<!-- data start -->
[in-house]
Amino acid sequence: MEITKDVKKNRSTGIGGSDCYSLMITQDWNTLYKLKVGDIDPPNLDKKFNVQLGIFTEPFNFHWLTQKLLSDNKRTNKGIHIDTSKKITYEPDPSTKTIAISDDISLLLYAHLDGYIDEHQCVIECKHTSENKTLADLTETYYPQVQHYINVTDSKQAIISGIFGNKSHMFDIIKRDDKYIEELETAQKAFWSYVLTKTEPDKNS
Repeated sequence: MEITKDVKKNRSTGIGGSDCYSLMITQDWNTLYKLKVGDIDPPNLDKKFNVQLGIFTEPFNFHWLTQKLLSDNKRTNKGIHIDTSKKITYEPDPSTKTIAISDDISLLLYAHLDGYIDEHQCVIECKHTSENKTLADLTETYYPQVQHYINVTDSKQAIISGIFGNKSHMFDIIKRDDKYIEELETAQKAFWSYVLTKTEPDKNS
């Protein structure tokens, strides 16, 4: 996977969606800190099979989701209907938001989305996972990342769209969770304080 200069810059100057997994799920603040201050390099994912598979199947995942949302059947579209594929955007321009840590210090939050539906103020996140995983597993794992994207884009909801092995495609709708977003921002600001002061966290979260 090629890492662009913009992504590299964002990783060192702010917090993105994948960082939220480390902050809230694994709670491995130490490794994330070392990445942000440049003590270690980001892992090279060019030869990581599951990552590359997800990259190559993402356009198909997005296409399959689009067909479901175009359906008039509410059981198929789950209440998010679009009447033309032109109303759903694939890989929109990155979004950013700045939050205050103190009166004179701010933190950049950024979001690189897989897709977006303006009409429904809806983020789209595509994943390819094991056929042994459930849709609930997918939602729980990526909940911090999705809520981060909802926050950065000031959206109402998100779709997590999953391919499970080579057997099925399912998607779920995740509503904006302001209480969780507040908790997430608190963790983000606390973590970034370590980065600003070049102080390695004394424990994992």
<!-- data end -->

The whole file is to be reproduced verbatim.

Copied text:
[in-house]
Amino acid sequence: MEITKDVKKNRSTGIGGSDCYSLMITQDWNTLYKLKVGDIDPPNLDKKFNVQLGIFTEPFNFHWLTQKLLSDNKRTNKGIHIDTSKKITYEPDPSTKTIAISDDISLLLYAHLDGYIDEHQCVIECKHTSENKTLADLTETYYPQVQHYINVTDSKQAIISGIFGNKSHMFDIIKRDDKYIEELETAQKAFWSYVLTKTEPDKNS
Repeated sequence: MEITKDVKKNRSTGIGGSDCYSLMITQDWNTLYKLKVGDIDPPNLDKKFNVQLGIFTEPFNFHWLTQKLLSDNKRTNKGIHIDTSKKITYEPDPSTKTIAISDDISLLLYAHLDGYIDEHQCVIECKHTSENKTLADLTETYYPQVQHYINVTDSKQAIISGIFGNKSHMFDIIKRDDKYIEELETAQKAFWSYVLTKTEPDKNS
């Protein structure tokens, strides 16, 4: 996977969606800190099979989701209907938001989305996972990342769209969770304080 200069810059100057997994799920603040201050390099994912598979199947995942949302059947579209594929955007321009840590210090939050539906103020996140995983597993794992994207884009909801092995495609709708977003921002600001002061966290979260 090629890492662009913009992504590299964002990783060192702010917090993105994948960082939220480390902050809230694994709670491995130490490794994330070392990445942000440049003590270690980001892992090279060019030869990581599951990552590359997800990259190559993402356009198909997005296409399959689009067909479901175009359906008039509410059981198929789950209440998010679009009447033309032109109303759903694939890989929109990155979004950013700045939050205050103190009166004179701010933190950049950024979001690189897989897709977006303006009409429904809806983020789209595509994943390819094991056929042994459930849709609930997918939602729980990526909940911090999705809520981060909802926050950065000031959206109402998100779709997590999953391919499970080579057997099925399912998607779920995740509503904006302001209480969780507040908790997430608190963790983000606390973590970034370590980065600003070049102080390695004394424990994992």